02 - The Design and Implementation of OpenFlow/SDN testbed RISE 3.0

Shuji ISHII(NICT), Tomoaki Takata (NICT), Eiji KAWAI(NICT), Yoshihiko KANAUMI (NICT), Shu-ichi SAITO(NICT), Shinji Shimojo(NICT / Osaka University)

This poster discusses how to virtualize the topology of testbed networks
for more flexible configuration of testing environment.

Since 2009, NICT have been working on developing a nation-wide OpenFlow testbed "RISE (Research Infrastructure for large-Scale network

The features of the RISE testbed are hardware-based packet transfer, to
meet those real-time and high-bandwidth applications, and SDN slicing
capability which provides users with their own OpenFlow environment. On
each slice, a user has her own controller, logical OpenFlow switches,
and virtual machines.

Through RISE operation, we faced the following two issues:
1) Poor capacity in terms of the number of concurrent users
2) Inflexible topology of underlay networks

In this poster, we describe the improvement of the RISE architecture "RISE 3.0" focusing on the second issue (inflexible topology). To solve this issue, we designed layered OpenFlow networks in RISE. The upper layer is for users and the lower layer is for logical (virtualized) topology administration, which works transparently to the upper layer.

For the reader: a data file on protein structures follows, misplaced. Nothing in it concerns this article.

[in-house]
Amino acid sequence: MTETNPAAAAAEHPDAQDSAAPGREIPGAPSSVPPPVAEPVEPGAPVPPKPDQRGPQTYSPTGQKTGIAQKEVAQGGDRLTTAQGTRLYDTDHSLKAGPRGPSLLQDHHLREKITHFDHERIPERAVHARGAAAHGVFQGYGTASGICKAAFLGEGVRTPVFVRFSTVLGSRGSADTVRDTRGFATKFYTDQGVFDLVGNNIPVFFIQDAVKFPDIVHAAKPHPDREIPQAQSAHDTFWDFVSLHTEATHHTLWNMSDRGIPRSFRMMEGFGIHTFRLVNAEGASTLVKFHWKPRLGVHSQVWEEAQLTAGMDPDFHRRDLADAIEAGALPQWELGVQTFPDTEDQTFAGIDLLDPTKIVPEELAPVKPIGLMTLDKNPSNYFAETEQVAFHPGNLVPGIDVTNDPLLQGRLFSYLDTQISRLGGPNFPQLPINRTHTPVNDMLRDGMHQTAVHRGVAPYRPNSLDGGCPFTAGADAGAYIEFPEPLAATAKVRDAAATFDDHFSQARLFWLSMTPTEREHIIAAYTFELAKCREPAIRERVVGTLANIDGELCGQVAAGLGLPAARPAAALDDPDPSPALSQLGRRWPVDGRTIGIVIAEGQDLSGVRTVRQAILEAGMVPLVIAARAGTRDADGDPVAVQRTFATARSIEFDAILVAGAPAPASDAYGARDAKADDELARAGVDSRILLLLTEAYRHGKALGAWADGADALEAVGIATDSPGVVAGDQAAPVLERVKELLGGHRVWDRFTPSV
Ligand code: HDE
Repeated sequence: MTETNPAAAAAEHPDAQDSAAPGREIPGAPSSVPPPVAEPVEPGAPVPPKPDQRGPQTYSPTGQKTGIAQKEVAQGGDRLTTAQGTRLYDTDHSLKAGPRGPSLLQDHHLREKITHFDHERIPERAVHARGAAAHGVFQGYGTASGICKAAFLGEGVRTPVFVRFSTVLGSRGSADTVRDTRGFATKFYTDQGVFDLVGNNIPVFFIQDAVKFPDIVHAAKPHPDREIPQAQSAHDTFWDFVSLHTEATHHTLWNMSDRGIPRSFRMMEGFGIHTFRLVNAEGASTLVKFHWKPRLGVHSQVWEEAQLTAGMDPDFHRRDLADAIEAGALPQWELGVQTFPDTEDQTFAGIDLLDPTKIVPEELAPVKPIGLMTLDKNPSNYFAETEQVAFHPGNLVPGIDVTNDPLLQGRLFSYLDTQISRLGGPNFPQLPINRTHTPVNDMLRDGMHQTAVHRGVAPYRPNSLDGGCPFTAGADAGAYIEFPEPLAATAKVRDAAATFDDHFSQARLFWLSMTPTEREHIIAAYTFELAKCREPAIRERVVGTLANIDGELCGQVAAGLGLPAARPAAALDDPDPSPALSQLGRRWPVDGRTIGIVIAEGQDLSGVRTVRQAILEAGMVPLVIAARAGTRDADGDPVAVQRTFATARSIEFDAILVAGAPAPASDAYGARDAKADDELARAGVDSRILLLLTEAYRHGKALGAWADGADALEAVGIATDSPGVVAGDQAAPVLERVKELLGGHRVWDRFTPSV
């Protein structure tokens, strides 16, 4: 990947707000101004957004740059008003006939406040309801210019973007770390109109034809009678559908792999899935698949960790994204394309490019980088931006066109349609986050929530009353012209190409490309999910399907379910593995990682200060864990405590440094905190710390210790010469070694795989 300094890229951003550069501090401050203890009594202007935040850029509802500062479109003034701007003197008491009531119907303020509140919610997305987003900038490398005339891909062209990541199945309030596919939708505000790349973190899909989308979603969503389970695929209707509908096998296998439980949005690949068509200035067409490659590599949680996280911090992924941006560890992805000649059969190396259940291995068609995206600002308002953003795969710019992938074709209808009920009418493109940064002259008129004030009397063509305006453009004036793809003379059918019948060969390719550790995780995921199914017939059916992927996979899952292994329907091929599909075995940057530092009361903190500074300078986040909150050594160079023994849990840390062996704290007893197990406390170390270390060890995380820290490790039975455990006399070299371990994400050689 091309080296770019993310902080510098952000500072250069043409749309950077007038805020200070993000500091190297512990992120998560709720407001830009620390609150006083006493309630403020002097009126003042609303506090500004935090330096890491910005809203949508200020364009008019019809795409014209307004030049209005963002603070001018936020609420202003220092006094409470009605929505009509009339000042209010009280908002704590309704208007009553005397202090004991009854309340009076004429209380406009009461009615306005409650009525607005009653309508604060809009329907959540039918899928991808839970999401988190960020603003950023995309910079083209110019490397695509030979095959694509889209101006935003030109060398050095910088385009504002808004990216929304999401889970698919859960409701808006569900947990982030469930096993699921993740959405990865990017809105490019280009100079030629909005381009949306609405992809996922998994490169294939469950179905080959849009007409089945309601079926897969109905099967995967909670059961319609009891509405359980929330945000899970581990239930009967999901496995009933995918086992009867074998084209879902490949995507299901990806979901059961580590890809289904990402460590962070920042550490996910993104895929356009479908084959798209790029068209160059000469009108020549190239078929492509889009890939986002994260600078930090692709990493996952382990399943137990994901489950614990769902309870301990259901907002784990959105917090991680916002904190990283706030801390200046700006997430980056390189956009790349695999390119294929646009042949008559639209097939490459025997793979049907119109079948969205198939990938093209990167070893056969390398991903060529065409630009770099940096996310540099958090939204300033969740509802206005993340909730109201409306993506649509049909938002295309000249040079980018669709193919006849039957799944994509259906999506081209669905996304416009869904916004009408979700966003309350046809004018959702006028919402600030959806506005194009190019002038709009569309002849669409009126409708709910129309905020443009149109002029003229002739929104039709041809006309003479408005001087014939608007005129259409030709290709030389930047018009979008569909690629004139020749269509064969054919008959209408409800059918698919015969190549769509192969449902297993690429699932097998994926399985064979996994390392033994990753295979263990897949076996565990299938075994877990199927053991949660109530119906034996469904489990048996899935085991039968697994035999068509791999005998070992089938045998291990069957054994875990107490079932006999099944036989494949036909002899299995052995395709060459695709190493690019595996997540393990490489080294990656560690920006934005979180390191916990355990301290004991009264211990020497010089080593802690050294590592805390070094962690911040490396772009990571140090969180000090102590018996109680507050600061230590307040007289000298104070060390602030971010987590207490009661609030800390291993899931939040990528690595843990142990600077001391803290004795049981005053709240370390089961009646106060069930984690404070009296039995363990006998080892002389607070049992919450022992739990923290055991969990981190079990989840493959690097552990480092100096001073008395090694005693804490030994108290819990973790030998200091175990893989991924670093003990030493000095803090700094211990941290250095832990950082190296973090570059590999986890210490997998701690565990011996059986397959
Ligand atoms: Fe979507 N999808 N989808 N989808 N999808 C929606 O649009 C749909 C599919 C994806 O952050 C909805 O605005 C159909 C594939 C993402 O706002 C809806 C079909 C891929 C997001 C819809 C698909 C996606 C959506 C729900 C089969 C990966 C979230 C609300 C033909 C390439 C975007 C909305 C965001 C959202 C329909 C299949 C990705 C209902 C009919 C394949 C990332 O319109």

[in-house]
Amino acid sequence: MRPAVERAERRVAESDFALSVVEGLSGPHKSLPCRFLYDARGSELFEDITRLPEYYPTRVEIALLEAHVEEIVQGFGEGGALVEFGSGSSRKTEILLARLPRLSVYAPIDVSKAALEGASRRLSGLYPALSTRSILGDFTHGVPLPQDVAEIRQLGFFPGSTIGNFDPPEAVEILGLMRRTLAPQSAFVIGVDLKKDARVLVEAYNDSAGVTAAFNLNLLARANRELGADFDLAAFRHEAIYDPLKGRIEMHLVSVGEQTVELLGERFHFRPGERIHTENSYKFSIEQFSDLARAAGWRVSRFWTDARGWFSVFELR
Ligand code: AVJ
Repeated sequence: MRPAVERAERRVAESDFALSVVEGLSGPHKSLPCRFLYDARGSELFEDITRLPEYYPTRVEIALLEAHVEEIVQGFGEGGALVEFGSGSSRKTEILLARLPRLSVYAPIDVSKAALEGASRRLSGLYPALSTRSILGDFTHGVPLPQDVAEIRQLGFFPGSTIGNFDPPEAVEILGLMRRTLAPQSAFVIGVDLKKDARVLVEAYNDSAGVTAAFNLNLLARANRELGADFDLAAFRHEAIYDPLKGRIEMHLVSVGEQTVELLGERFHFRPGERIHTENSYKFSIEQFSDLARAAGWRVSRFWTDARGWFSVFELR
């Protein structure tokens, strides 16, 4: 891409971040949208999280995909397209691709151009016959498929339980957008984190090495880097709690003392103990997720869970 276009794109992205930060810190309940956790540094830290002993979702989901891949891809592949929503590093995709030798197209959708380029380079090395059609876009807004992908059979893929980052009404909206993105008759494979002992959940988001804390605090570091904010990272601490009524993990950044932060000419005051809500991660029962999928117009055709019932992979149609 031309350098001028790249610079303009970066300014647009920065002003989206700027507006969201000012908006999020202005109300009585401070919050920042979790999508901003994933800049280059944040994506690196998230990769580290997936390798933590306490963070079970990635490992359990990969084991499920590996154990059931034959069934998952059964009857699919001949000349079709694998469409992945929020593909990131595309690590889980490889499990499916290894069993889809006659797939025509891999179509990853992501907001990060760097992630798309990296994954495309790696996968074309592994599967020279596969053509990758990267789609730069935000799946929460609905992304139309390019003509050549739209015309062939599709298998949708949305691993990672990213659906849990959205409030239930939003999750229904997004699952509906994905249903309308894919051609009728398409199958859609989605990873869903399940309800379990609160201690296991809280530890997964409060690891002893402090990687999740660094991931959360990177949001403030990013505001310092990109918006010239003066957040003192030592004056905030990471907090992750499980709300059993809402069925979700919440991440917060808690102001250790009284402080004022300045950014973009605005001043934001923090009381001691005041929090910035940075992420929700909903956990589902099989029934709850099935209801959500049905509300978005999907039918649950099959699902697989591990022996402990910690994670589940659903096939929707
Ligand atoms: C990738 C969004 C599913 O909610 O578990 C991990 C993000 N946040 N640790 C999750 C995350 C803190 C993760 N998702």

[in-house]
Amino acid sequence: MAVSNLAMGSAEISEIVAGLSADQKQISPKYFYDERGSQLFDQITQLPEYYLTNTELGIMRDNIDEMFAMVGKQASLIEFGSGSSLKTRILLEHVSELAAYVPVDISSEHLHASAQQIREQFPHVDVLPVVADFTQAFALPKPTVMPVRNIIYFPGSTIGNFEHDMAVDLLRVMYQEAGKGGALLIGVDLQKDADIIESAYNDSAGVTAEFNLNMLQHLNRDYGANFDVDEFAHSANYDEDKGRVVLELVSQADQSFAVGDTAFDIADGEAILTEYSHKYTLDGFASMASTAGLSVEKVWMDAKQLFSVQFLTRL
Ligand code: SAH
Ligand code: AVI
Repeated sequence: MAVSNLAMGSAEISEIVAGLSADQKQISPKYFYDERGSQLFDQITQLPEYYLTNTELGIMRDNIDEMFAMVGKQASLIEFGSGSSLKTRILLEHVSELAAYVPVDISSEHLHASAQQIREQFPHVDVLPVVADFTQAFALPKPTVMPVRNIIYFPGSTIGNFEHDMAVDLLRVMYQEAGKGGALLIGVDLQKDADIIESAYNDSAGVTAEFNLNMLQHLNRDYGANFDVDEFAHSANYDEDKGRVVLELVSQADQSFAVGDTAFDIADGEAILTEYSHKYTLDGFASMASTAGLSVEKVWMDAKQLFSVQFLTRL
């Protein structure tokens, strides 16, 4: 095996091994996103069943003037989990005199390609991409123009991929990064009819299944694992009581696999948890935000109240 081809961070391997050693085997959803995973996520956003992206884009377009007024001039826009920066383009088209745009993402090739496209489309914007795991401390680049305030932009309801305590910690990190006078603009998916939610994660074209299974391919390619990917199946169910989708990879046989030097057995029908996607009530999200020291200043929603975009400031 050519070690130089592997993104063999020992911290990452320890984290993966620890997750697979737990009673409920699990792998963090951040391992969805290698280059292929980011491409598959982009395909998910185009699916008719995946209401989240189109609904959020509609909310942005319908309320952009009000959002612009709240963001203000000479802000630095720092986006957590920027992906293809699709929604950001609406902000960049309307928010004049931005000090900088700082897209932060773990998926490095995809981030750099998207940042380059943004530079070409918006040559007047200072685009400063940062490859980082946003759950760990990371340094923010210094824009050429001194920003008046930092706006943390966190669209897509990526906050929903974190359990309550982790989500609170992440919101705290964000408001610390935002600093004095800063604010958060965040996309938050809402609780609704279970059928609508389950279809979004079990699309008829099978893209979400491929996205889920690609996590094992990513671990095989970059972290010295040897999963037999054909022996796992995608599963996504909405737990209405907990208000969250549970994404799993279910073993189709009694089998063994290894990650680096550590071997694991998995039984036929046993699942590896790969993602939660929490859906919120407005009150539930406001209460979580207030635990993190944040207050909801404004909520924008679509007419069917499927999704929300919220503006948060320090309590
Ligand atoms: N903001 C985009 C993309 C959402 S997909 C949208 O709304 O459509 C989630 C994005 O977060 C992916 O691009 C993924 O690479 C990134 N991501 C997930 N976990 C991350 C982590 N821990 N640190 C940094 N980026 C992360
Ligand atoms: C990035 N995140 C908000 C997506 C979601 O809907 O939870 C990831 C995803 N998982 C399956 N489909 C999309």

Because those logical topologies, provided transparently to the upper layer (user) networks, consist of a wide variety of underlay (substrate) networks, we need a mechanism not relying on VLAN IDs. Thus, RISE 3.0 utilizes the MAC address fields, not the VLAN ID field, in the packet header to identify where the packet should be forwarded. With this mechanism, the users can request flexible network topologies in their slices, which highly enhances the capability of RISE as a wide-area OpenFlow testbed.

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